Astronomy Picture of the Day
February 7, 2014

Extremely Fresh Impact Crater
Extremely Fresh Impact Crater

Credits: NASA/JPL-Caltech/University of Arizona - Credits for the additional process. and color.: Dr Paolo C. Fienga/LXTT/IPF

A spectacular-looking and, in fact, also VERY fresh Impact Crater, dominates this image taken by the High Resolution Imaging Science Experiment (or "HiRISE", for short) Camera located onboard the NASA - Mars Reconnaissance Orbiter on November 19, 2013. Researchers used HiRISE to examine this specific Martian Site because the Orbiter's Context Camera had revealed a change in appearance, here, which must have had occurred between the observations made in July 2010 and May 2012, bracketing the formation of the Impact Crater that we can see today just in-between those two dates.

This Impact Crater spans approximately 100 feet (such as approx. 30,48 meters) in diameter and it is surrounded by a large "Rayed Blast Zone". Because the Terrain where the Crater formed is Dusty, the bowl and its immediate surroundings of such a young Impact Crater appears gray - in this Absolute Natural Color image -, and this fact is due to the removal of the orange/reddish Dust that is present all over the impacted area. The Rocky Debris (belonging to the impacted Surface and created during the formation of the Crater) which have been tossed outward are called, as you should already know, Ejecta.

In examining the Ejecta's distribution, Planetary Scientists can learn more about the Impact Event. Furthermore, it is interesting to notice that the blast which excavated this (however small) Crater, was strong enough to throw some Ejecta as far as 9,3 miles (such as a little less than 15 Km) away from the Impact Site itself.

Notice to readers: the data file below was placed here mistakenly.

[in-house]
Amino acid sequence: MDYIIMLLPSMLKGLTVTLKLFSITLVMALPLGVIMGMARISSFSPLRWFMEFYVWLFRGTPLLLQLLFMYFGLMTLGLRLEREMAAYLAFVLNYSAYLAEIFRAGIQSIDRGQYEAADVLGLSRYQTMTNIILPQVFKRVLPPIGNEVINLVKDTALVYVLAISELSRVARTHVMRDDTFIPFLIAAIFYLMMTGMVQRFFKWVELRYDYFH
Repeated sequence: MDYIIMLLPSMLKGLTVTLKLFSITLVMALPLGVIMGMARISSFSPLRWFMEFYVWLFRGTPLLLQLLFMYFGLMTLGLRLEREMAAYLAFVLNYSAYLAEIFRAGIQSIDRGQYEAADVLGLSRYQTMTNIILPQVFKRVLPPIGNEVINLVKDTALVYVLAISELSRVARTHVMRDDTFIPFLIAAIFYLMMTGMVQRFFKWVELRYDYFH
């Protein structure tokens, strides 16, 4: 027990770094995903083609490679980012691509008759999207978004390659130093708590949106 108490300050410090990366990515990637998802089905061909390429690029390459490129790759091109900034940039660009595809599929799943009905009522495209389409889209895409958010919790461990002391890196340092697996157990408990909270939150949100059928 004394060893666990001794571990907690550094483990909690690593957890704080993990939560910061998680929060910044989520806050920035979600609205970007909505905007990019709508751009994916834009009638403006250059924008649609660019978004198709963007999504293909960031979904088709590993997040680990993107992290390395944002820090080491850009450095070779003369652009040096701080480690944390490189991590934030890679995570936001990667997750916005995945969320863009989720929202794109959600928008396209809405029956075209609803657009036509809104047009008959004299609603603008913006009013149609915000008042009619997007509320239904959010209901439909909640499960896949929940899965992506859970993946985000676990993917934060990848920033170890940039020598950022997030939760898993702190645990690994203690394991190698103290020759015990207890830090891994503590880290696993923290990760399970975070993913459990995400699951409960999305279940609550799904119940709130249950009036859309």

Mars Local Time: 14:57 (Early Afternoon)
Coord. (centered): 3,677° North Lat. and 53,428° East Long.
Spacecraft altitude: 266,5 Km (such as about 165,496 miles)
Original image scale range: 26,7 cm/pixel (with 1 x 1 binningso objects ~ 80 cm across are resolved
Map projected scale: 25 cm/pixel
Emission Angle: 0,5°
Phase Angle: 45,7°
Solar Incidence Angle: 46° (meaning that the Sun was about 44° above the Local Horizon at the time the picture was taken)
Solar Longitude: 51,4° (Northern Spring - Southern Fall)
Credits: NASA/JPL/University of Arizona
Additional process. and coloring: Lunar Explorer Italia

This picture (which is a NASA - Original Mars Reconnaissance Orbiter false colors and NON-Map Projected sub-frame identified by the serial n. ESP_034285_1835) has been additionally processed, magnified to aid the visibility of the details, contrast enhanced, Gamma corrected, and then colorized in Absolute Natural Colors (such as the colors that a human eye would actually perceive if someone were onboard the NASA - Mars Reconnaissance Orbiter and then looked down, towards the Surface of Mars), by using an original technique created - and, in time, dramatically improved - by the Lunar Explorer Italia Team.

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